Thursday, 26 April 2012

The Retreat of Jovian - Gibbon's Decline and Fall of the Roman Empire Chapter 24 Part 3



The death of Julian left the Roman army in a tight situation.  They were still 200 miles deep in Persian territory and were running low on provisions.  Julian's eccentric decision not to name a successor left them with an immediate practical problem.  Who was to lead them?  And needless to say the decision had to be made quickly - a crisis like this required decisions to be made without delay.

Wednesday, 25 April 2012

Going Dutch: How England Plundered Holland's Glory by Lisa Jardine


The events of 1688 have been remembered in British history as the Glorious Revolution.  A tyranical Catholic king was out of control and was destroying the country's constitution, its liberties and its religion.  In desperation William the Third was invited across to rescue the British and replace the unacceptable James the Second.  William of Orange landed unopposed.  He drew support to himself from the disaffected subjects of James and advanced slowly on London, carefully giving the British plenty of time to come round to his side and so to avoid any bloodshed.

Tuesday, 24 April 2012

I am better informed about current affairs if I read history and ignore the news


I think it must have been about 2004 that the penny dropped.  But habits are strong things, and it probably wasn't until around 2008 that I had modified my behaviour.  Following the news makes you less informed than reading history.  I still watch the news when something is going on that has caught my attention.  Who wouldn't want to hear Barak Obama's first speech as president?  And long running events like the Arab Spring and the financial crisis have a sort of soap opera like ability to keep you tuning in to see what happens next.  And it pays to know the name of the head of state of countries in Europe.  But I no longer feel that I need to consume the news every day or follow every twist and turn of what is going on with any great degree of attention.  Instead, I have increased the amount of history I read.  As a result, I feel better informed.

Wednesday, 18 April 2012

An Appeal to Reason by Nigel Lawson



I have written before in my review of Bjorn Lomborg's book about how I am a climate change skeptic. I believe climate change is a huge problem, but I am open to changing my mind presented with an argument against it that makes sense.

Saturday, 14 April 2012

Libya - What does the West Really Want from it?



Libya was the first country in which bombs were dropped from an aircraft during a conflict.  The year was 1911 and the bombers were Italian fighting the Ottoman Empire for control of what was at that time one of their provinces.  The use of this advanced technology gave the Italians a distinct advantage over the Turks, but led to a huge escalation in costs making the war much more expensive than had been anticipated.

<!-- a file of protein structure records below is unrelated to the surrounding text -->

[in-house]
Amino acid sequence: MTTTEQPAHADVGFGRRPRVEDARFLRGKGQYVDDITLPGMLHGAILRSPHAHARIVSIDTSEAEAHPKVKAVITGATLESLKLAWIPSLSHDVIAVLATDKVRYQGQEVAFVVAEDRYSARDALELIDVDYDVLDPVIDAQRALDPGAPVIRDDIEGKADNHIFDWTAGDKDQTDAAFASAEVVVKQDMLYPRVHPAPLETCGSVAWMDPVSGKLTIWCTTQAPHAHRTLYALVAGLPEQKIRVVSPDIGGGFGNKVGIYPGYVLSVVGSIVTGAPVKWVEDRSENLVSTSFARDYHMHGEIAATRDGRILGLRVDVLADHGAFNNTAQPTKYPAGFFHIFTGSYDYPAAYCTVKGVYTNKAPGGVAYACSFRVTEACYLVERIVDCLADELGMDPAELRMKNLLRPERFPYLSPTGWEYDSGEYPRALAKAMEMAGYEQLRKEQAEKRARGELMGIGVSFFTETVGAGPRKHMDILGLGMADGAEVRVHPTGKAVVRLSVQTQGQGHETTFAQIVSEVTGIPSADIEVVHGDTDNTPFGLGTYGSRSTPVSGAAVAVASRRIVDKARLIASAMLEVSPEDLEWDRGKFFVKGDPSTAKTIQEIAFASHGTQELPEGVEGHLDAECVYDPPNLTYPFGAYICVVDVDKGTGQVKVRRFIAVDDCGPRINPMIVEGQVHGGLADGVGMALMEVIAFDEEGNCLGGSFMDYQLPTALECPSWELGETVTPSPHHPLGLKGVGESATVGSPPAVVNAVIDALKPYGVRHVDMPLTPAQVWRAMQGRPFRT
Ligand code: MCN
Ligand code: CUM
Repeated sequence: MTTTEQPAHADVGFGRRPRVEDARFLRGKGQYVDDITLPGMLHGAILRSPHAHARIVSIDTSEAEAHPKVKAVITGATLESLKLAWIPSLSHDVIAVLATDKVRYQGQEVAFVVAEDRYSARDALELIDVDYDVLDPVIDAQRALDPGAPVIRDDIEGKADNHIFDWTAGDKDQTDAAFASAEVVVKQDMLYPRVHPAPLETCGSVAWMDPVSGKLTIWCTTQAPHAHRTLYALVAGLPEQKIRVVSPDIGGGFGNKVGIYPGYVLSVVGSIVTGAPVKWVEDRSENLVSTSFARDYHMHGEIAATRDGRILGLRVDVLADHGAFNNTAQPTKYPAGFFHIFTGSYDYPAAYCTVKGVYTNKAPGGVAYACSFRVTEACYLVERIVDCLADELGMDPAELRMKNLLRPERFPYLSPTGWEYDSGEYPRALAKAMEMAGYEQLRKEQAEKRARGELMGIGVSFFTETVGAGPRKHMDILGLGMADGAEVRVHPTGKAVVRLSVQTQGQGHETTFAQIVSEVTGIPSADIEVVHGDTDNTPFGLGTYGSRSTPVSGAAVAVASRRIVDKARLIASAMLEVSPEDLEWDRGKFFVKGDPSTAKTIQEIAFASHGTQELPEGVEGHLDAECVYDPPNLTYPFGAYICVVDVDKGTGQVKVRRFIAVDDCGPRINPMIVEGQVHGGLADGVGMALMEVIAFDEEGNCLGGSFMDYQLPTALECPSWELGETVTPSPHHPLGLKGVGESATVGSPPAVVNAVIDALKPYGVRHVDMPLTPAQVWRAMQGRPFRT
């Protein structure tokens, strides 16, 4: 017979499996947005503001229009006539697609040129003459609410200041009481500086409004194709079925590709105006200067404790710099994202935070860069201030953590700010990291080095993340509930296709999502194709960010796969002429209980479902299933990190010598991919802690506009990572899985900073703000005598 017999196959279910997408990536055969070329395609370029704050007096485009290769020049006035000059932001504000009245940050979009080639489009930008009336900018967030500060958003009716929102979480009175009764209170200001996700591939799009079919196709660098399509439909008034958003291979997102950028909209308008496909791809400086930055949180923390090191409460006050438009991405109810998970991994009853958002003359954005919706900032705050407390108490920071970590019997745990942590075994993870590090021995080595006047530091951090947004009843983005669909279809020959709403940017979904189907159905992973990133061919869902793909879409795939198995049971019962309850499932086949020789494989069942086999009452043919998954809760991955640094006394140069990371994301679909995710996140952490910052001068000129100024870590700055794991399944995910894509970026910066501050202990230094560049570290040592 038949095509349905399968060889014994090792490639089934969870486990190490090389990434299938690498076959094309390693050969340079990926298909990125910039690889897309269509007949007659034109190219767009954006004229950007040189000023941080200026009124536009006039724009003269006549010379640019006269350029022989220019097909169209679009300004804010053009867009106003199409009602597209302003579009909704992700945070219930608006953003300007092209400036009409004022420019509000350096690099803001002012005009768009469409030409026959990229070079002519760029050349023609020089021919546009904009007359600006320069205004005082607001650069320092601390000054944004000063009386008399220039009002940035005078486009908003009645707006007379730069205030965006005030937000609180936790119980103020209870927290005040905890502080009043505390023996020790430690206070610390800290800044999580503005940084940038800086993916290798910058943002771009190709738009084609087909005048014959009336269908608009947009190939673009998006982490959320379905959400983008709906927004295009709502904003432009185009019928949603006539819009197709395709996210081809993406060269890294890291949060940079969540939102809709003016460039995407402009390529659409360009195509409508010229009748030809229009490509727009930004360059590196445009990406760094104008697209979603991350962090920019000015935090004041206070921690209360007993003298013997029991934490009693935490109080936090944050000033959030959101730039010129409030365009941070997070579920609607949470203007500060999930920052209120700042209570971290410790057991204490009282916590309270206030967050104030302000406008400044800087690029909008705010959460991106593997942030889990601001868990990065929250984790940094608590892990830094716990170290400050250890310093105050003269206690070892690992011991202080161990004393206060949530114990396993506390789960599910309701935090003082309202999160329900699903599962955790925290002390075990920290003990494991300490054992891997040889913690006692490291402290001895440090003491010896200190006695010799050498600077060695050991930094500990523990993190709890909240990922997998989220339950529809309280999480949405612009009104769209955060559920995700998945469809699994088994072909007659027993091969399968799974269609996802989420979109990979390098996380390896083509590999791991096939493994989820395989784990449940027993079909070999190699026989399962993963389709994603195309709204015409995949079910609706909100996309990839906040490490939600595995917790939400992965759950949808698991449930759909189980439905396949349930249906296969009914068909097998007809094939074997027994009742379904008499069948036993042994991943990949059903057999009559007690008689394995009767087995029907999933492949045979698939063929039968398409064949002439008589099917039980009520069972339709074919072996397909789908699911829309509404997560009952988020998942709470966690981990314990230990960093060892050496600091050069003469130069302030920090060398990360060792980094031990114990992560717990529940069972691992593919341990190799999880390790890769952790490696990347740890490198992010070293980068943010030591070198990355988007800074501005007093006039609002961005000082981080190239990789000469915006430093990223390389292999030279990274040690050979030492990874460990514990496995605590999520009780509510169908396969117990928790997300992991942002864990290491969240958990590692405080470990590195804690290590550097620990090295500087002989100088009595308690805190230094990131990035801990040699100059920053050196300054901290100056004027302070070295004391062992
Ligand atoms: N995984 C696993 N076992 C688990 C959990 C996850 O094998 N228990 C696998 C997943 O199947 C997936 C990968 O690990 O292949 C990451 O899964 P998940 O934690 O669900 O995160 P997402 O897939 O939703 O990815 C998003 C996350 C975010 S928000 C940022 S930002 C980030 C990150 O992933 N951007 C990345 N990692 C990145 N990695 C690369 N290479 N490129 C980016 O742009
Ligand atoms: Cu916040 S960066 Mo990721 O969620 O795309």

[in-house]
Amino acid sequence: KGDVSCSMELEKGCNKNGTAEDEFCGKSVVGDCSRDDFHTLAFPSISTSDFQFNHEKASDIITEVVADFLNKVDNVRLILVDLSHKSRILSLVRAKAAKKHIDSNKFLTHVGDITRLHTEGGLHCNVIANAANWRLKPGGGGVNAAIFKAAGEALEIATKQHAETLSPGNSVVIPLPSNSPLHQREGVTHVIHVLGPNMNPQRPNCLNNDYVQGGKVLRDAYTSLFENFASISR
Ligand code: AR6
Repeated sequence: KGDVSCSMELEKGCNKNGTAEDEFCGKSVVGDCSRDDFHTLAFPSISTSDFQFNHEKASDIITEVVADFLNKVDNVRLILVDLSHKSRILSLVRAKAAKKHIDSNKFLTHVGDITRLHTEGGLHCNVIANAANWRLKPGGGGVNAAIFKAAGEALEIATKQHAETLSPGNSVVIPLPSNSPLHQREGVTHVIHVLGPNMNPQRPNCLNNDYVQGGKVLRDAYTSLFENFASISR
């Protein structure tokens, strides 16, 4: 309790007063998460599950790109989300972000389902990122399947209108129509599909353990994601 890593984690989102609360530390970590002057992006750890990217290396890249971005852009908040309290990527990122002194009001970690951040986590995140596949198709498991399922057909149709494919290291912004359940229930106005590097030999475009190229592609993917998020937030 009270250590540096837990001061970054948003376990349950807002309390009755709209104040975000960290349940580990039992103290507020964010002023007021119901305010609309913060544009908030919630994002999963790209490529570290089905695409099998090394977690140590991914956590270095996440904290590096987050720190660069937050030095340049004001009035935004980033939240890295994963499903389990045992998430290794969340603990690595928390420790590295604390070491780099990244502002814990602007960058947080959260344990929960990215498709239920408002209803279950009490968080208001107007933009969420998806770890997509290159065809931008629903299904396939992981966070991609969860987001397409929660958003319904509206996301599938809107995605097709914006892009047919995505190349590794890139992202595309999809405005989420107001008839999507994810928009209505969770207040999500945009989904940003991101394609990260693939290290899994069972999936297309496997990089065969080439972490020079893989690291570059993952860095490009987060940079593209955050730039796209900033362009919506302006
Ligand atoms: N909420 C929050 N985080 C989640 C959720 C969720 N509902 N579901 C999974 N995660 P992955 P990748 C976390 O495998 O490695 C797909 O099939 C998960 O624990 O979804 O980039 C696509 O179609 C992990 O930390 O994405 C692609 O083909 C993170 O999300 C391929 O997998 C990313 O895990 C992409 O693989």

Thursday, 12 April 2012

Britain's Six Greatest Enemies

Six of biggest threats to Britain over the years


Britain has had many enemies over the years, here are a few of the ones that posed the biggest threat to the British way of life.  Here are half a dozen of my favourites.

Wednesday, 11 April 2012

The Skeptical Environmentalist by Bjorn Lomborg



I am a climate change skeptic.     I am a scientist and I think skepticism is crucial to the way the scientific method works.  Seek out the key facts - not all the facts just the key ones.  On the basis of these come to a decision.  Then look for any reason to junk the decision.

Friday, 6 April 2012

How Tall Are You? How Tall Should You Be?


Short Japanese Surrendering to Tall Americans (thanks to Wikipedia)


I have been very interested lately in a branch of economic history that until recently I knew nothing about, but which seems to offer a way of looking at the past that has never crossed my mind before.  And it is surprisingly simple, suspiciously so in fact.  You can tell a lot about changes in society simply by looking at average height.

Thursday, 5 April 2012

Return the Elgin Marbles



I've thought that the Elgin Marbles should be returned to Greece ever since I first saw them at the British Museum.  The display at the museum is fine, but as soon as I saw them in three dimensions I knew it was wrong to keep them.  I can't explain it logically or make any eloquent case in the way Steven Fry has recently done.  I just think that they should be back where they came from.

And if you are going to choose a good time to do it, why not now?  With their current economic woes I think the Greeks would appreciate being reminded of the bigger picture and the contribution their ancestors made to world culture.  Balancing the books is great, but nobody is fighting over accounting ledgers from the 5th Century BC.

Some extra tourist revenue wouldn't do any harm either.

Wednesday, 4 April 2012

Update on the Kindle



I reviewed my Kindle not long after I got it.  I have now been using it regularly for over a year and have got used and thought it was time for an update.  Lots of things take a while before you really get the measure of them, especially technology.

Tuesday, 3 April 2012

How Fire Made Us And The World We Live In


There is a lot of coverage in the media today of the recent report that seems to make clear beyond all doubt that our pre-human ancestors were using fire around a million years ago in Africa.  This is an interesting enough thing to discover in itself, but it has added significance because there is a theory that it was the discovery of fire that created humans as they are today. The idea goes that it was the ability to cook our food that enabled us to make our diet energy rich enough to be able to evolve brains and culture.